© Lizzie Daly

Paul Wachiras’ days are very varied at Loisaba. One day he can be in Ewaso organising a medical clinic and another discussing grazing plans with morans and community elders in P & D. Below he gives us an account of his work, the main focus of which is assisting our neighboring communities with healthcare and education.

Every Monday I take Kaltouma, Loisaba’s clinical officer to Ewaso Dispensary to attend to patients there. On average, there are 25 to 30 patients at the clinic for Kaltouma to attend too. In partnership with Ewaso Dispensary, we also conduct medical outreach clinics in areas where access to healthcare is limited. The last clinic held at Sagumai was attended by 80 patients.

© Izzy Parsons

In partnership with Loisaba Community Conservation Foundation, Kimanjo Health Centre and Ewaso Dispensary, a training session on the negative effects of undergoing FGM was held in October 2017. Many parents were willing for their girls not to undergo the cut so an alternative rite of passage was developed.

© Ambrose Letoluai

In December, sixty girls took part in this alternative rite of passage ceremony thereby becoming women without having to undergo FGM. Interestingly the girls’ circumciser was present at the meeting and has vowed never again to do the cutting, she is now employed at the Ewaso Dispensary and her salary is funded by LCCF.

A very important aspect of my work  is ensuring good relationships with neighboring communities, especially in terms of grazing. I spend much of my time with morans and community elders discussing the importance of rangeland management. If there have been any issues in the local area I will also attend the meetings.

Another part of my work which I love is the education days that we hold at Loisaba with schools from the neighboring communities. These days are held in partnership with the Nature Consevancy, LCCF, Elewana, Space for Giants and San Diego Zoo. We teach the students about the importance of conservation and make them appreciate at a tender age about the environment. I think these days are really important because the children are the next generation so they will help to conserve for future generations. So far 90 students have attended these days from 5 different schools accompanied by 15 teachers.

© Lizzie Daly

 

By: Izzy Parsons

© Ambrose Letoluia

The first #Lionlandsapes #collaringforcoexistence collars were deployed last month on Loisaba Conservancy and Sosian Ranch. The matriarch of the Narok pride, one of the largest prides in the area was fitted with an iridium collar on Loisaba Conservancy after two nights waiting and watching. This pride has been collared consistently for over ten years allowing us a wonderful insight in to their family dynamics. The pride currently consists of the matriarch, and two younger females with six young cubs. A coalition of 4 adult males has also been seen associating with this pride!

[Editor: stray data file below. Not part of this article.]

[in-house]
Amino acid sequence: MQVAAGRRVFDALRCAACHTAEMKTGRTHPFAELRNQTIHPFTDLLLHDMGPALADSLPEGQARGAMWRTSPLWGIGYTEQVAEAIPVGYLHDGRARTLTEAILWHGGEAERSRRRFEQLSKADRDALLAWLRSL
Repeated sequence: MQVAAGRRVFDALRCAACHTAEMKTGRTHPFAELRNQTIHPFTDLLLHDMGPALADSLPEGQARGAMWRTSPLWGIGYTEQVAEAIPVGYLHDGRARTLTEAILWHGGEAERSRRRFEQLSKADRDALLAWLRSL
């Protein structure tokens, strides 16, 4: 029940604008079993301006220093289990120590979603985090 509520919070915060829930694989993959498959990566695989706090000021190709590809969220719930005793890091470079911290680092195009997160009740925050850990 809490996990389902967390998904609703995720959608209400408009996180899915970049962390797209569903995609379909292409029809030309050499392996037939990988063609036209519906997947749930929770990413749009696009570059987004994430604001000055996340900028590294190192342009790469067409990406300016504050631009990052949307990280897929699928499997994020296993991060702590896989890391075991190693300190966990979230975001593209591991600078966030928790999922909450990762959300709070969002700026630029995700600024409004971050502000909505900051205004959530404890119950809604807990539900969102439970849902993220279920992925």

© Isabelle Parsons

A collar was also deployed on Sosian Ranch on a lioness that is part of a pride that has been collared intermittently since 2007. The original lioness collared in 2007 was sadly killed by pastoralists on community land leaving behind a two year old son. Having been presumed dead he re-appeared after two years as a handsome male, forming a collation with another older male and taking over the pride. This young male was collared in 2015 for a collaborative research project and he became incredibly habituated, offering wonderful sightings to guests. Sadly, he was killed in February 2016 when the main Sosian pride males – five in total crossed the river and killed him in a territorial fight. The other male survived but the pride was rarely seen. After considerable patience from KWS vet Matthew Mutinda and the Lion Landscapes team, they darted and successfully collared a four year old lioness from this pride now named ‘Labai’. Her pride is made up of the old male who is very impressive, a younger male, two or three lionesses and two groups of cubs.

© Sean Outram

We can’t wait to keep you updated on these two prides and the cubs they are rearing but these collars are not fitted purely to monitor the populations. Following exposure to weak and poorly guarded community livestock last year, conflict between lions and humans has escalated in the Laikipia ecosystem.

It is imperative to collar the misbehaving lions who have learnt to kill livestock so that real time movement data transmitted from the iridium collars can allow lions to be monitored closely, and teams on the ground respond if lions move into areas where they may get into trouble. Because this is so imperative, other projects (Living With Lions and University of California) are joining Oxford University based Lion Landscapes in contributing collars. Save the Elephants have developed a user-friendly app that maps the lion on google earth giving livestock owners the ability to avoid lions, or increase protection efforts in response to actual lion presence, thus better defending their livestock from lion attacks.

© Isabelle Parsons

In conjunction with the app, Savannah Tracking have designed a Boma Shield System. This system responds to chips in the specially designed lion collars by setting off alarms and lights when the collared lion comes within 200 meters of a boma.  The harmless deterrents used are currently being field trialed by Lion Landscapes on Loisaba Conservancy, Sosian Ranch and Suyian Ranch.

Thank you very much to our wonderful partners The Nature Conservancy and Tusk Trust who have supported Lion Landscapes with these collars. We hope that the combination of the real time movement data and boma shield system will reduce the number of retaliatory killing of lions by informing and engaging livestock owners directly and also help to retrain livestock killing lions into thinking that livestock is off the menu!!

By: Izzy Parsons